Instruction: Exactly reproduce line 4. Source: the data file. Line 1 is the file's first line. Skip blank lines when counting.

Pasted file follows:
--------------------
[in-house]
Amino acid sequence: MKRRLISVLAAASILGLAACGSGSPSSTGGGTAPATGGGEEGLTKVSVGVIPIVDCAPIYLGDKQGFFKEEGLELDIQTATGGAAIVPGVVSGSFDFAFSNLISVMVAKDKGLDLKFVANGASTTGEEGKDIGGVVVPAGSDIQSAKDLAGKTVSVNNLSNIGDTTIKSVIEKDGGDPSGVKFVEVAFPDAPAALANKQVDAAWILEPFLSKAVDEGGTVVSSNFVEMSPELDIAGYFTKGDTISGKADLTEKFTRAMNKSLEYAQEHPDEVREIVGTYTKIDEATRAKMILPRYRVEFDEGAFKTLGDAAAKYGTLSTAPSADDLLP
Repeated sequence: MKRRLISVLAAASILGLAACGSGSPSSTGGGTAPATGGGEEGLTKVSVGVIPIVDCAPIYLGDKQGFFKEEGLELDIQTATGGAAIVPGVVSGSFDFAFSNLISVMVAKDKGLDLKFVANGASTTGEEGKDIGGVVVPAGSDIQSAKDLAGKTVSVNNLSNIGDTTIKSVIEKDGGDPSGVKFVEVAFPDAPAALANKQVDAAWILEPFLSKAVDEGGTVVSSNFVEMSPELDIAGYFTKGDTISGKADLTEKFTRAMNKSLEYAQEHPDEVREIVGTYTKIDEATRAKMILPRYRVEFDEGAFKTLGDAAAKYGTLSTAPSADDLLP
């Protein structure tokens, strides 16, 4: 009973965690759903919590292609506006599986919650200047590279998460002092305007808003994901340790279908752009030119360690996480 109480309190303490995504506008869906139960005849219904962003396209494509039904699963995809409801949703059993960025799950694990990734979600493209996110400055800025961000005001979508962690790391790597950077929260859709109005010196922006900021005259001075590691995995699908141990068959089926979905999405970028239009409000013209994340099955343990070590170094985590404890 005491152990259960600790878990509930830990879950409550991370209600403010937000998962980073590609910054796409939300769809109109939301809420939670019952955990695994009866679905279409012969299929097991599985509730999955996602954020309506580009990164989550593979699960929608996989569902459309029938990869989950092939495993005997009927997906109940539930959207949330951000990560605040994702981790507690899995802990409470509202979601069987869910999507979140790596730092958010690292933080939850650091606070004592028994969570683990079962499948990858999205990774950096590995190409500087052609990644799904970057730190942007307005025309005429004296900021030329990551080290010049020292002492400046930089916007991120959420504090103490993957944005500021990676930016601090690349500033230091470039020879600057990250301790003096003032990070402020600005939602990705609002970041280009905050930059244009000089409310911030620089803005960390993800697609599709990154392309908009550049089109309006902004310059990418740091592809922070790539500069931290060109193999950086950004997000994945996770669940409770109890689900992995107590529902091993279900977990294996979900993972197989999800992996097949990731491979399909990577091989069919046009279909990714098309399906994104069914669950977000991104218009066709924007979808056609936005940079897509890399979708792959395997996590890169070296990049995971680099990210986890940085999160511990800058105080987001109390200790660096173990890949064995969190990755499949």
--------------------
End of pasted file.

């Protein structure tokens, strides 16, 4: 009973965690759903919590292609506006599986919650200047590279998460002092305007808003994901340790279908752009030119360690996480 109480309190303490995504506008869906139960005849219904962003396209494509039904699963995809409801949703059993960025799950694990990734979600493209996110400055800025961000005001979508962690790391790597950077929260859709109005010196922006900021005259001075590691995995699908141990068959089926979905999405970028239009409000013209994340099955343990070590170094985590404890 005491152990259960600790878990509930830990879950409550991370209600403010937000998962980073590609910054796409939300769809109109939301809420939670019952955990695994009866679905279409012969299929097991599985509730999955996602954020309506580009990164989550593979699960929608996989569902459309029938990869989950092939495993005997009927997906109940539930959207949330951000990560605040994702981790507690899995802990409470509202979601069987869910999507979140790596730092958010690292933080939850650091606070004592028994969570683990079962499948990858999205990774950096590995190409500087052609990644799904970057730190942007307005025309005429004296900021030329990551080290010049020292002492400046930089916007991120959420504090103490993957944005500021990676930016601090690349500033230091470039020879600057990250301790003096003032990070402020600005939602990705609002970041280009905050930059244009000089409310911030620089803005960390993800697609599709990154392309908009550049089109309006902004310059990418740091592809922070790539500069931290060109193999950086950004997000994945996770669940409770109890689900992995107590529902091993279900977990294996979900993972197989999800992996097949990731491979399909990577091989069919046009279909990714098309399906994104069914669950977000991104218009066709924007979808056609936005940079897509890399979708792959395997996590890169070296990049995971680099990210986890940085999160511990800058105080987001109390200790660096173990890949064995969190990755499949």